# What is the nature of water?

Is water neutral in nature or amphoteric in nature? I understand it as an neutral compound in complex compounds, but I've been told that it is amphoteric, too.

• Both. Having a pH of 7 it's by definition 'neutral'. But as a polar molecule and its ability to spontaneously dissociate into H and OH ions, water is often called the 'Universal Solvent' and can therefore be considered amphoteric. – docscience May 8 '15 at 14:07

$\ce{H2O}$ is a both a neutral molecule and an amphoteric molecule — the two are not mutually exclusive terms. An amphoteric molecule is simply one that can act as either an acid or a base, while a neutral molecule is one in which the total number of protons is equal to the number of electrons, such that there is zero net charge. Water can act as a Brønsted acid (i.e., an $\ce{H+}$ donor), as per the following reaction:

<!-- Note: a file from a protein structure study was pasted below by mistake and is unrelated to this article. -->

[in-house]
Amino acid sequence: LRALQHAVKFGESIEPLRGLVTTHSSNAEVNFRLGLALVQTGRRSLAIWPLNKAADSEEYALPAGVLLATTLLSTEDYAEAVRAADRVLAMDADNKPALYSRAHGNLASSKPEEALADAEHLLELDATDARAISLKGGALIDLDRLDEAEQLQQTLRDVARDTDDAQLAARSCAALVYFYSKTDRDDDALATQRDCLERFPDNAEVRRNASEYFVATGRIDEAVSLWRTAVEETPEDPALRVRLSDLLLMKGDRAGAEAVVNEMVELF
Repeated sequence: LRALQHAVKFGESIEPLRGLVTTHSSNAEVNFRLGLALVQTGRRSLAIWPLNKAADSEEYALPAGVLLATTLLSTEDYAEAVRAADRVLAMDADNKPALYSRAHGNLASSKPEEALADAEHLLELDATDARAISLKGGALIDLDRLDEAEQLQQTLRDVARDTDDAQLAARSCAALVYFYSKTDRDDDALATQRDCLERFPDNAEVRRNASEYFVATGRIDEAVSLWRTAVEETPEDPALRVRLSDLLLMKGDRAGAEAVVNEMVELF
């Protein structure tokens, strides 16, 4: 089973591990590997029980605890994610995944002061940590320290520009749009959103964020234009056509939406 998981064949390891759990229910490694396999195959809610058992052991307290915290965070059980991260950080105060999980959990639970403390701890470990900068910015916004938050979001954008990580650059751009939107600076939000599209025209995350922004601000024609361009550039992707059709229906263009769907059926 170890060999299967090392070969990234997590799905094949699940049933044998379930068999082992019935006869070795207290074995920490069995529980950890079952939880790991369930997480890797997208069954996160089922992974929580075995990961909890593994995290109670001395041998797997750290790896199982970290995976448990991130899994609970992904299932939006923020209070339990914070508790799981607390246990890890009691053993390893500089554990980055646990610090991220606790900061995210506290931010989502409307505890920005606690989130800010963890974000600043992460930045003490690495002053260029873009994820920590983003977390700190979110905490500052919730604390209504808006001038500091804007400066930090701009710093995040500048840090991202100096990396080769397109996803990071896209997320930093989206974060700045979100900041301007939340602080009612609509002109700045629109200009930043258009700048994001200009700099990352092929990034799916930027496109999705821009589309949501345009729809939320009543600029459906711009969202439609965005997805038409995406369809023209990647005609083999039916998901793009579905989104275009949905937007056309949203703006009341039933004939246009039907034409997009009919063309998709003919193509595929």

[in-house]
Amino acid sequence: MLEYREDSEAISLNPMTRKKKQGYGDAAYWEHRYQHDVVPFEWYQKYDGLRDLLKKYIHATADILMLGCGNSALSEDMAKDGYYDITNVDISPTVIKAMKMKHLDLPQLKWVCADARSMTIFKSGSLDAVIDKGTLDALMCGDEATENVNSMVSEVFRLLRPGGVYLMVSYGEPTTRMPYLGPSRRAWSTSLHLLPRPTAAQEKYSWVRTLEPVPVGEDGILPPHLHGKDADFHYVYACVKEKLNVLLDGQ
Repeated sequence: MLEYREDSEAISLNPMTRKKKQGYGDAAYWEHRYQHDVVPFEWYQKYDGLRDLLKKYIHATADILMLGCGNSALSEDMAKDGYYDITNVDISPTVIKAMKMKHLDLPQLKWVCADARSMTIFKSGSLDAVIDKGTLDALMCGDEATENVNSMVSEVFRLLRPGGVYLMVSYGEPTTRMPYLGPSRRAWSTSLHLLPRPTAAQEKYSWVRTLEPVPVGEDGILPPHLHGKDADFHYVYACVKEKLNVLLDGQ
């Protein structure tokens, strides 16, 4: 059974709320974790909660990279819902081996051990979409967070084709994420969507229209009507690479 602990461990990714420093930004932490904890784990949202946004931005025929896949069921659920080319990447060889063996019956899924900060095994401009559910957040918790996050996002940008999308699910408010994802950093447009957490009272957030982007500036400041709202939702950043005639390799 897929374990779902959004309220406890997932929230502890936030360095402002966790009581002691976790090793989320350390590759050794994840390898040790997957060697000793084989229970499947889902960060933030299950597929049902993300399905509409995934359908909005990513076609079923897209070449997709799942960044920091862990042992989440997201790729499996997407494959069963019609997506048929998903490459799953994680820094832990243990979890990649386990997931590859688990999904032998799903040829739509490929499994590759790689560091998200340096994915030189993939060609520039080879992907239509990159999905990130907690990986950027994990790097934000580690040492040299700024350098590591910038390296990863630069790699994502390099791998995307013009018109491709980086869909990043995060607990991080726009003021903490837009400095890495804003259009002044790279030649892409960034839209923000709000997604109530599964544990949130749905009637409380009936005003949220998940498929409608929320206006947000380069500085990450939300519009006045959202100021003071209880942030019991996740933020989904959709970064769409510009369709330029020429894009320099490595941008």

$\ce{H2O + NH2- -> OH- + NH3}$
However it can also act as a Brønsted base (i.e., an $\ce{H+}$ acceptor):
$\ce{H2O + HCl -> H3O+ + Cl-}$